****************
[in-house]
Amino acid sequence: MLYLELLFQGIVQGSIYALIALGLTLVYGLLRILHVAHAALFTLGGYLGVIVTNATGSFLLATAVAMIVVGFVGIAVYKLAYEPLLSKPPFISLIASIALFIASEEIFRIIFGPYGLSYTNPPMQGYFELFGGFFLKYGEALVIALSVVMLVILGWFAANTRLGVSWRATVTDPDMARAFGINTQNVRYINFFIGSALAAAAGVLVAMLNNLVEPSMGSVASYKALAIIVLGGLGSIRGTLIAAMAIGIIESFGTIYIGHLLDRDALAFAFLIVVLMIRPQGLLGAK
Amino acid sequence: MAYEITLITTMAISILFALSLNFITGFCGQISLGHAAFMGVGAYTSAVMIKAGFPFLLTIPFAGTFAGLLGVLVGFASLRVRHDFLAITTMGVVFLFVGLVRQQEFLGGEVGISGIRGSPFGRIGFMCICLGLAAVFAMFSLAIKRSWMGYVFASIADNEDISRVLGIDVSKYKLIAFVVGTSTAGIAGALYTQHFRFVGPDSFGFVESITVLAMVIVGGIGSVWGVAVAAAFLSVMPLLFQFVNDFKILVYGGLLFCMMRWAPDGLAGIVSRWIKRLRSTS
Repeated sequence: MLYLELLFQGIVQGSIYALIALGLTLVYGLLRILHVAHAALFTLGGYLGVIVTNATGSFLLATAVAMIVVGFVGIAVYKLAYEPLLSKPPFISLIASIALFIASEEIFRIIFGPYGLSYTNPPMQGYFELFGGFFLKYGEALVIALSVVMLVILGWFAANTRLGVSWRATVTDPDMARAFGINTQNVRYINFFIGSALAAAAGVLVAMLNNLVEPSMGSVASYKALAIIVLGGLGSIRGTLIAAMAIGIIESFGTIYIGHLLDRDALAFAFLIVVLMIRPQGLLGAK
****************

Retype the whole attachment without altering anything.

[in-house]
Amino acid sequence: MLYLELLFQGIVQGSIYALIALGLTLVYGLLRILHVAHAALFTLGGYLGVIVTNATGSFLLATAVAMIVVGFVGIAVYKLAYEPLLSKPPFISLIASIALFIASEEIFRIIFGPYGLSYTNPPMQGYFELFGGFFLKYGEALVIALSVVMLVILGWFAANTRLGVSWRATVTDPDMARAFGINTQNVRYINFFIGSALAAAAGVLVAMLNNLVEPSMGSVASYKALAIIVLGGLGSIRGTLIAAMAIGIIESFGTIYIGHLLDRDALAFAFLIVVLMIRPQGLLGAK
Amino acid sequence: MAYEITLITTMAISILFALSLNFITGFCGQISLGHAAFMGVGAYTSAVMIKAGFPFLLTIPFAGTFAGLLGVLVGFASLRVRHDFLAITTMGVVFLFVGLVRQQEFLGGEVGISGIRGSPFGRIGFMCICLGLAAVFAMFSLAIKRSWMGYVFASIADNEDISRVLGIDVSKYKLIAFVVGTSTAGIAGALYTQHFRFVGPDSFGFVESITVLAMVIVGGIGSVWGVAVAAAFLSVMPLLFQFVNDFKILVYGGLLFCMMRWAPDGLAGIVSRWIKRLRSTS
Repeated sequence: MLYLELLFQGIVQGSIYALIALGLTLVYGLLRILHVAHAALFTLGGYLGVIVTNATGSFLLATAVAMIVVGFVGIAVYKLAYEPLLSKPPFISLIASIALFIASEEIFRIIFGPYGLSYTNPPMQGYFELFGGFFLKYGEALVIALSVVMLVILGWFAANTRLGVSWRATVTDPDMARAFGINTQNVRYINFFIGSALAAAAGVLVAMLNNLVEPSMGSVASYKALAIIVLGGLGSIRGTLIAAMAIGIIESFGTIYIGHLLDRDALAFAFLIVVLMIRPQGLLGAK